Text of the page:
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Zero tolerance for female genital mutilation

07 February 2018

The 2016 UNICEF report said girls and women in 30 countries have been subjected to FGM, more than half from Indonesia, Egypt and Ethiopia.

As the campaign reached the point of a Thunderclap on social media, with supporters taking to the twittersphere using the #MeTooFGM hashtag at 2pm on Tuesday, the target for midnight was already being passed. The same study also noted the practice was absent in other ethnic groups.

"The 2030 Agenda for Sustainable Development promises an end to this practice (Female Genital Mutilation or FGM) by 2030".

"The law against FGM, ACT 741 of the Parliament of the Republic of Ghana entitled Criminal Code (Amendment) Act 2007, provides for imprisonment and/or fines for both the circumciser and those who request, incite, or promote excision by providing money, goods, or moral support".

Without concerted, accelerated action, the United Nations chief said, a further 68 million girls could be subjected to this harmful practice by 2030.

Type 4: This includes all other procedures to the female genitalia for non-medical purposes, like pricking, piercing, incising, scraping and cauterising the genital area.

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"We have come very far as the leading African country in our practice of democracy, the rule of law and the fight for human rights".

With increased investment, redoubled political commitment, greater community engagement and more empowered women and girls, the agency heads upheld, "it is a race that can be won".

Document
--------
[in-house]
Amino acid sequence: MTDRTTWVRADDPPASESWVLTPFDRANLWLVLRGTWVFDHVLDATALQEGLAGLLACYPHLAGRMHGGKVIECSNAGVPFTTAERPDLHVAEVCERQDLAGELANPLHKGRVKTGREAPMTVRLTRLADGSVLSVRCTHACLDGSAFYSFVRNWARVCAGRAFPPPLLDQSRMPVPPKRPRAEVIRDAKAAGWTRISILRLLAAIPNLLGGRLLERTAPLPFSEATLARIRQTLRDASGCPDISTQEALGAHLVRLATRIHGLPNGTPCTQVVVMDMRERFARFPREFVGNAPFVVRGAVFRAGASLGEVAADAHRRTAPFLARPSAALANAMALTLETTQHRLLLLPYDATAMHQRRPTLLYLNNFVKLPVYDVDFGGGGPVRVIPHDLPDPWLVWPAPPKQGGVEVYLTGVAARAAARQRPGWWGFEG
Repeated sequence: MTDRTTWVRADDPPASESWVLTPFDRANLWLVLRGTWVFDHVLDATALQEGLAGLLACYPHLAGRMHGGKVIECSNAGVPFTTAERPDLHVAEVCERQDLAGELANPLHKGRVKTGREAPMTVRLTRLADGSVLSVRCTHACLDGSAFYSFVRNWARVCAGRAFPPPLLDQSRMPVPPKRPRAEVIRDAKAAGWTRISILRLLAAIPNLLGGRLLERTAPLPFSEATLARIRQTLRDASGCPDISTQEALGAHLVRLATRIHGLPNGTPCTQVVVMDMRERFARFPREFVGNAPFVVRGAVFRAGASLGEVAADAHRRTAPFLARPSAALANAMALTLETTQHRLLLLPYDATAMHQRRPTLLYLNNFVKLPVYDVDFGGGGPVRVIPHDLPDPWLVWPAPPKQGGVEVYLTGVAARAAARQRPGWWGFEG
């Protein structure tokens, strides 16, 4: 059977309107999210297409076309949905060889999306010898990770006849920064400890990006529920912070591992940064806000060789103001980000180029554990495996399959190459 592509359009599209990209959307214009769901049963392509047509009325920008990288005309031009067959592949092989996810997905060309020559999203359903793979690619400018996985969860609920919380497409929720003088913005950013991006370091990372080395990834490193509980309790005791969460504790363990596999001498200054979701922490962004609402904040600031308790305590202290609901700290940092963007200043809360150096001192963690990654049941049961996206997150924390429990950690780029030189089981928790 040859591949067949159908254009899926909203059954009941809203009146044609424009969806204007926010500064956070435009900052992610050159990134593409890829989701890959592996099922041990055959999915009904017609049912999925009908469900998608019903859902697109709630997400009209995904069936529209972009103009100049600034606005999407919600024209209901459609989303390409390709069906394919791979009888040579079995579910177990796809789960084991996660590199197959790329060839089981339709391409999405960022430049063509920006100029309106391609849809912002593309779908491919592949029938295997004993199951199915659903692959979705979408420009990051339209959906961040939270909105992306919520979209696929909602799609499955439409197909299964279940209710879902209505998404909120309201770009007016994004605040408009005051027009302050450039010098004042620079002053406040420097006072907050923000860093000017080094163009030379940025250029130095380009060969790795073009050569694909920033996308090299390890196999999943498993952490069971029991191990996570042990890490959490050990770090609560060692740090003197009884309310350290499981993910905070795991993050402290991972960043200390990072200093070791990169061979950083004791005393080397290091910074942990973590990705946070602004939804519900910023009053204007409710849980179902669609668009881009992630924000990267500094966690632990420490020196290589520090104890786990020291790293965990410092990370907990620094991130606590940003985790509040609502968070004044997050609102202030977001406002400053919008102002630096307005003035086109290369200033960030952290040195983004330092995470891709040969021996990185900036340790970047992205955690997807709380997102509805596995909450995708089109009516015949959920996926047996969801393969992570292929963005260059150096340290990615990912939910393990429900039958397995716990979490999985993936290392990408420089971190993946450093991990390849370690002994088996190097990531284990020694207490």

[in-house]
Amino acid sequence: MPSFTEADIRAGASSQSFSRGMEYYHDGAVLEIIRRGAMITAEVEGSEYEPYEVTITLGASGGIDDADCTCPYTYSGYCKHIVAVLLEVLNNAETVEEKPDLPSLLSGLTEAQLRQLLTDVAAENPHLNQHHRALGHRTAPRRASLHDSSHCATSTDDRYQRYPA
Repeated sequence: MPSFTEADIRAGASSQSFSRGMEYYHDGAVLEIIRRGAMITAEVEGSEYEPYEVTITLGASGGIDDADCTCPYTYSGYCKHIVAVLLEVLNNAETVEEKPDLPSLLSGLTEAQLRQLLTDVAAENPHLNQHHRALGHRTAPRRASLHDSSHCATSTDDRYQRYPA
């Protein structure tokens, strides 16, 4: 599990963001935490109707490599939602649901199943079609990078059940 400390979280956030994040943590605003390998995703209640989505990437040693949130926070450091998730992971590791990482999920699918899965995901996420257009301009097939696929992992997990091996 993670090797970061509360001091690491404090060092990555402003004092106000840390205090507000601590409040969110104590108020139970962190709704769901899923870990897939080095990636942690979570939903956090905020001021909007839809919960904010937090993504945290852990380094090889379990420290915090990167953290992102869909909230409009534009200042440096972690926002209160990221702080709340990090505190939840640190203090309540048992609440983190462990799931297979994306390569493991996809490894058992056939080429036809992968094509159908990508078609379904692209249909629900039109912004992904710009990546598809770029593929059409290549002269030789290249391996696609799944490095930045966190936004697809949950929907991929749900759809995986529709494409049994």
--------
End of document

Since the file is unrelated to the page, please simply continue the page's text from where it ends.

India's Women and Child Development Minister Maneka Gandhi said past year she would legislate against the practice unless the Bohra spiritual leader issued a ban.

The Ministry of Women and Child Development has to intervene in the issue efficiently, Tharoor said while speaking during the release of the report "The Clitoral Hood a Contested Site: Khafd or Female Genital Mutilation in India" prepared by various organizations jointly.

"Given the rising number of girls at risk, this is a race against trends. And because it can, it must".

It was created to draw global attention to the United Nations day to end FGM.

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"It is high time to eliminate female genital mutilation from the face of the earth forever".

"We have to have these conversations with these communities to work on their beliefs and cultural norms and for them to understand it's a matter of rights, and health for women and girls", Bibeau said.

In many countries, there are less younger females who have been cut than older females which indicates that some progress is being made.

"Sustainable development can not be achieved without full respect for the human rights of women and girls", he upheld, reiterating SDG 5's target for FMG elimination.

Aside from a range of sexual dysfunction that follow FGM, such as women becoming anorgasmic, or experiencing reduced pleasure, FGM can also result in infertility in some cases, according to an article titled "Female genital mutilation: cultural and psychological implications".

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Zero tolerance for female genital mutilation